There’s a principle in entertainment called “the 40-year rule,” championed by writer Adam Gopnik, which posits that people in every era are fascinated by the culture of the era that came 40 years before them. It’s easy to think of examples both for and against this notion, but a strong bit of evidence in its favor is Sidney Lumet’s 1974 film of a 1934 Agatha Christie story, Murder on the Orient Express. Another 40 years and change have passed since the film and the 1975 Oscar ceremony where it received 6 nominations, so it’s high time to give it another look.
Christie wrote the novel in Istanbul, the junction of West and East, at the grand Pera Palace Hotel where European travelers holidayed before taking the Orient Express back to the major cities of Europe. Her famous Belgian detective, Hercule Poirot, is on the final leg of a multi-book trip around the world and staying in Istanbul as well when the story begins.
People of all types meet in Istanbul, the eastern terminus of the Orient Express
Four decades later, luxury train travel wasn’t what it had been. The original Orient Express no longer existed. A more southerly line, which was in fact the one featured in Christie’s book, did continue to run, but it now operated under the decidedly pragmatic name “Direct Orient Express.” In the 1970s the purpose of trains was not to go in comfort and style, but to get there quickly. The memory of the old way became nostalgia, right on Gopnik’s schedule, and the classic novel by the now-elderly Christie was finally ripe for a film treatment.
Murder on the Orient Express could have been adapted in the 1930s or 40s – certainly audiences were always drawn to elegance, not least during the austere years of depression and war – but few filmmakers at that time could have understood how much of the story’s power lay in its soon-to-be-antiquated physical setting: the dining cars, sleeping compartments, and smoking rooms of the world’s most famous train. By the 1970s, even the contents of characters’ pockets and luggage seemed thrillingly retro: pipes and pipe-cleaners, hat boxes and mustache wax, conductor uniforms and swanky silk nightgowns. These were not simply clues in a mystery or markers of a character’s station in life, as they were to Christie and her readers; they were charming mementos of an idealized past.
Finney as Poirot in a humorous private moment
Director Sidney Lumet was not himself a relic, but he had a good eye for them. The plot of his first film, 12 Angry Men, hinged on such apparent trivialities as parts of eyeglasses and the make of pocketknives. In that spartan film objects mostly appear off-screen, but in Murder on the Orient Express Lumet’s camera is on the hunt for them. We peer over characters’ shoulders, their heads bent and their hands busy with ornate tea cups and creased photographs. Careful attention is paid to Poirot (Albert Finney)’s application of a bedtime face-mask to protect his signature mustache – it’s a moment of levity that accompanies the tension of an impending murder, and it introduces the element of vanity to Poirot’s persona, but at least half the humor is in the mere existence of such a specialized, archaic device.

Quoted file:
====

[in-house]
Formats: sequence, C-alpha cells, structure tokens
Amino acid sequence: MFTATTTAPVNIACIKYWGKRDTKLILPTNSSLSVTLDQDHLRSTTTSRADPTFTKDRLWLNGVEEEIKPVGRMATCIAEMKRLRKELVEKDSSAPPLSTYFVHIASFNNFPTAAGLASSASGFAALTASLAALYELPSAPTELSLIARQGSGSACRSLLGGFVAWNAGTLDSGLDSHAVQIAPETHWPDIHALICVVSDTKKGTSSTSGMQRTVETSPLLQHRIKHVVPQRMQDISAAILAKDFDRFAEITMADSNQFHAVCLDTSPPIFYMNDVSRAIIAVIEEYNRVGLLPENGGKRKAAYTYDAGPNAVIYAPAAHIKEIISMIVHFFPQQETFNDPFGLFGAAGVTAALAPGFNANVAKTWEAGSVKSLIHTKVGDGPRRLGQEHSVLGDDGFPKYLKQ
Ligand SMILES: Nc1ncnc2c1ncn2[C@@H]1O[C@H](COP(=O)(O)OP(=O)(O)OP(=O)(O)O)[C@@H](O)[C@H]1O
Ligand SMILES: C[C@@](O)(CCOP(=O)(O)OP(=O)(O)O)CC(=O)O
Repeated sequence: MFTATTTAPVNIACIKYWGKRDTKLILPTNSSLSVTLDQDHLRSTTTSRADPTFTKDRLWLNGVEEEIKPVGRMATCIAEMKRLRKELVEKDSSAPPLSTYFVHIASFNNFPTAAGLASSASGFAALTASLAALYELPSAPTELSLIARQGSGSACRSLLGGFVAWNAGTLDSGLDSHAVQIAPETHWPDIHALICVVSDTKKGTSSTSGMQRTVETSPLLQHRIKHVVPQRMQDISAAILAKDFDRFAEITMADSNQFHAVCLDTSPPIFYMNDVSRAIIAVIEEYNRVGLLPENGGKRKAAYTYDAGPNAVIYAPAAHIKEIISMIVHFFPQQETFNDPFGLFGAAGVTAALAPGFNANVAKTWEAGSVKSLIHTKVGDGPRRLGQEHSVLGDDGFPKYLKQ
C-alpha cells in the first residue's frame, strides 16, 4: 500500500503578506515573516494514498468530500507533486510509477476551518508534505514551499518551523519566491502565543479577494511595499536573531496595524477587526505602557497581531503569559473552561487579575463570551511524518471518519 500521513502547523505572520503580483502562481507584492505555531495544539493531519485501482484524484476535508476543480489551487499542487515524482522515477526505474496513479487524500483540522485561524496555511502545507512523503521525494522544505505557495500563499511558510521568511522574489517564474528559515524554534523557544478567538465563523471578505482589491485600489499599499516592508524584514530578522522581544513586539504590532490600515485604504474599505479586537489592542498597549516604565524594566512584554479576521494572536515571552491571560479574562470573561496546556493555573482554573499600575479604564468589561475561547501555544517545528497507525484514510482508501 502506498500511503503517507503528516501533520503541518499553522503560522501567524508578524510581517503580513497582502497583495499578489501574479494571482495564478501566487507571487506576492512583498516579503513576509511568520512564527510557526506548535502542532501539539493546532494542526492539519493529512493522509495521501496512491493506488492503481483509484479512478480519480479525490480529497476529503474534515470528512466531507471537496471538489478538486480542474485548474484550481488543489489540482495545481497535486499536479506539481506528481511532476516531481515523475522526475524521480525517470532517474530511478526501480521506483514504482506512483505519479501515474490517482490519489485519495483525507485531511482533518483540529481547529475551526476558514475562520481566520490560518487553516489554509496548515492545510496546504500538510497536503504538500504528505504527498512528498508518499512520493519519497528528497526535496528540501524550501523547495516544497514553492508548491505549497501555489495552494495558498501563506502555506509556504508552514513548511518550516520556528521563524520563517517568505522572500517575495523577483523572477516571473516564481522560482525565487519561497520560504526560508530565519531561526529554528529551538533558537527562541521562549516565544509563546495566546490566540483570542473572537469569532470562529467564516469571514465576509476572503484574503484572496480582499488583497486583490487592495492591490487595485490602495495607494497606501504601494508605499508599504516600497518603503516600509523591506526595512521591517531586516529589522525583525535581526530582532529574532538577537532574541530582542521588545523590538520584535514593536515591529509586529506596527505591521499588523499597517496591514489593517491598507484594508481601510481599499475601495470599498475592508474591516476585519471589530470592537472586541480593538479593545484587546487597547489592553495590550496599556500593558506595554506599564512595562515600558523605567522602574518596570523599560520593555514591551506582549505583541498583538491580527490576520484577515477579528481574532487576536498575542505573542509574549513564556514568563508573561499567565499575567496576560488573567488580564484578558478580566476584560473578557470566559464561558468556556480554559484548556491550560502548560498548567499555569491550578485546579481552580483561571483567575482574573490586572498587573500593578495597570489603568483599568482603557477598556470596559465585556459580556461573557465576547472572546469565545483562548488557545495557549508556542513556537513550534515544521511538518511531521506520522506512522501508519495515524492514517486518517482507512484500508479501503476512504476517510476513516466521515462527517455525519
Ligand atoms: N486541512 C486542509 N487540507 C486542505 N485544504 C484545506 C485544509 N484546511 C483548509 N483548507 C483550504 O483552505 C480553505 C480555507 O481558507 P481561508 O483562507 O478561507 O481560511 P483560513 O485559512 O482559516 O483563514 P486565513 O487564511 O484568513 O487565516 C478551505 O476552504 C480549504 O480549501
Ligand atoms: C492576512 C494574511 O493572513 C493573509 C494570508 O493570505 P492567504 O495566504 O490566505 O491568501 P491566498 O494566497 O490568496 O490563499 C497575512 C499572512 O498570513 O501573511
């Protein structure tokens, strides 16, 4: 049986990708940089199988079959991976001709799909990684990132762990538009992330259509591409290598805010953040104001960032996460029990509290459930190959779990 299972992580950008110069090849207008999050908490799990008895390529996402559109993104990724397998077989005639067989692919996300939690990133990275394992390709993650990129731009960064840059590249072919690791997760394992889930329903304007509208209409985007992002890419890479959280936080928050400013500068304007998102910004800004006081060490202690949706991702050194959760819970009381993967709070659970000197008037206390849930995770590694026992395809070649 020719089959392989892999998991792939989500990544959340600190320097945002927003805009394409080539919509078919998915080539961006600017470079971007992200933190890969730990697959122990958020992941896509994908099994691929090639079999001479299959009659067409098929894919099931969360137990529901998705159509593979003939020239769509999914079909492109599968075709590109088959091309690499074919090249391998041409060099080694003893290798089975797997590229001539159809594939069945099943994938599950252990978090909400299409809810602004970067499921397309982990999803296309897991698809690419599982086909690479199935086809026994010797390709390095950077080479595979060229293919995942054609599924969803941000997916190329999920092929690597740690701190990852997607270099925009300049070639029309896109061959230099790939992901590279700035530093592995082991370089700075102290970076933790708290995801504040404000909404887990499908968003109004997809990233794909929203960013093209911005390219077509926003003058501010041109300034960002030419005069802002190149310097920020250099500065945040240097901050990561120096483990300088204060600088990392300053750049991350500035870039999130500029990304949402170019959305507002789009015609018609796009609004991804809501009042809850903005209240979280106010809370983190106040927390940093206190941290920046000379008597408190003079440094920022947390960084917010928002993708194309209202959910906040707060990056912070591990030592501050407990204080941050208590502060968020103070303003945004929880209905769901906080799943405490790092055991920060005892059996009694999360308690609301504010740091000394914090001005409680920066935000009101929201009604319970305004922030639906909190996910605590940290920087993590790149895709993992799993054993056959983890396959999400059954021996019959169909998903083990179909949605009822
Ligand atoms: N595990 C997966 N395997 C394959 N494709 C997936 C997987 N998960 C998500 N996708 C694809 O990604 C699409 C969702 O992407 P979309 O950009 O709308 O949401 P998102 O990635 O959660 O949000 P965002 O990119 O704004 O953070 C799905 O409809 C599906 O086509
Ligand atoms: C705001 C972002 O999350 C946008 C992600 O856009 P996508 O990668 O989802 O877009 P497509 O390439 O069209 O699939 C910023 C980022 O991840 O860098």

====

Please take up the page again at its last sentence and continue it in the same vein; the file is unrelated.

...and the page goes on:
The English Finney is a chameleonic actor in body and voice, and he scrunches himself into Poirot until the keen-eyed, baritone Belgian is all that there is. On the Orient Express Poirot faces a slate of twelve suspects – the same number of principles that Lumet had wrangled seventeen years earlier in his courtroom drama. Since the film does not run long, each suspect has only a few minutes of screentime in which to convey their personality traits and create ambiguity by being at once sympathetic and suspicious. This requires something other than the subtle methodological talent that Finney brings to the starring role: it requires big, known stars for whom audiences have ready-made associations.
Connery faces Poirot in a moustachioed face-off
Sean Connery was the first to sign on. Murder on the Orient Express was not his first ensemble film, a genre in which he would routinely excel, nor the first film in which he sported the mustache that accessorized him throughout the second half of his career, but it was his first major release after retiring from the James Bond franchise. He plays a British officer of the colonial Indian Army, the paramour of a wealthy lady played by Venessa Redgrave. Redgrave had previously played Anne Boleyn, Guinevere, and Mary Queen of Scots, so she was adept at communicating the needed blend of nobility and coquetry.
Some youngsters (like Michael York, two years off of Cabaret) and supporting players (like TV and film actor Martin Balsam) were required, but Lumet’s next big additions to the cast were established actresses even more legendary than the Orient Express itself. Lauren Bacall and Ingrid Bergman, savvy show-stealers from an era of filmmaking when detective stories were de rigueur, came on board to create two very different kinds of suspicious women. Bacall’s character, the American socialite Mrs. Hubbard, exhibits the most range, pivoting between fast-talking flirtation and sad-eyed contemplation. But Bergman’s heavily-accented Swedish missionary character shows more depth of emotion, and her anguished, slyly comic, perfectly-timed one-take dialogue with Finney midway through the film secured her her third acting Oscar.